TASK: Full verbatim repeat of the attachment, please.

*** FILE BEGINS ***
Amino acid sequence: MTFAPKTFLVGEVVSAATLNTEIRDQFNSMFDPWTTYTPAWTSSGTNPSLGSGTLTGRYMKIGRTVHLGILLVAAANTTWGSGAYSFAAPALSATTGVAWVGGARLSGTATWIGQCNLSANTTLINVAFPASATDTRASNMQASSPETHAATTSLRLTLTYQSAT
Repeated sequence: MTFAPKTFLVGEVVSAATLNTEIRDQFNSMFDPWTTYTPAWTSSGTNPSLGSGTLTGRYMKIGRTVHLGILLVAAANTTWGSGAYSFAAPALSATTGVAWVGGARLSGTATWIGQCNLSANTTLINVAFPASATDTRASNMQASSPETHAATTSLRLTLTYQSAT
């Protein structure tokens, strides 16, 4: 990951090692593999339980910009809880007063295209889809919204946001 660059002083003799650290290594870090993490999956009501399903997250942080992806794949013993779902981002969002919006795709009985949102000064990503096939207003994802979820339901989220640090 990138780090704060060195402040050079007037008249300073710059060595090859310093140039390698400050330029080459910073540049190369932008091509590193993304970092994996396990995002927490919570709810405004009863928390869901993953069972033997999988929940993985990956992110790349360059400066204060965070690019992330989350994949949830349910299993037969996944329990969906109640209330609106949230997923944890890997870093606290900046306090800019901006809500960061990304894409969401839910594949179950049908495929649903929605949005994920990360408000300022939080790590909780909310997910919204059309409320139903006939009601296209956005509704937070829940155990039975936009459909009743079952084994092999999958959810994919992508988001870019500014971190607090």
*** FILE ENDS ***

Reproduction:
Amino acid sequence: MTFAPKTFLVGEVVSAATLNTEIRDQFNSMFDPWTTYTPAWTSSGTNPSLGSGTLTGRYMKIGRTVHLGILLVAAANTTWGSGAYSFAAPALSATTGVAWVGGARLSGTATWIGQCNLSANTTLINVAFPASATDTRASNMQASSPETHAATTSLRLTLTYQSAT
Repeated sequence: MTFAPKTFLVGEVVSAATLNTEIRDQFNSMFDPWTTYTPAWTSSGTNPSLGSGTLTGRYMKIGRTVHLGILLVAAANTTWGSGAYSFAAPALSATTGVAWVGGARLSGTATWIGQCNLSANTTLINVAFPASATDTRASNMQASSPETHAATTSLRLTLTYQSAT
């Protein structure tokens, strides 16, 4: 990951090692593999339980910009809880007063295209889809919204946001 660059002083003799650290290594870090993490999956009501399903997250942080992806794949013993779902981002969002919006795709009985949102000064990503096939207003994802979820339901989220640090 990138780090704060060195402040050079007037008249300073710059060595090859310093140039390698400050330029080459910073540049190369932008091509590193993304970092994996396990995002927490919570709810405004009863928390869901993953069972033997999988929940993985990956992110790349360059400066204060965070690019992330989350994949949830349910299993037969996944329990969906109640209330609106949230997923944890890997870093606290900046306090800019901006809500960061990304894409969401839910594949179950049908495929649903929605949005994920990360408000300022939080790590909780909310997910919204059309409320139903006939009601296209956005509704937070829940155990039975936009459909009743079952084994092999999958959810994919992508988001870019500014971190607090």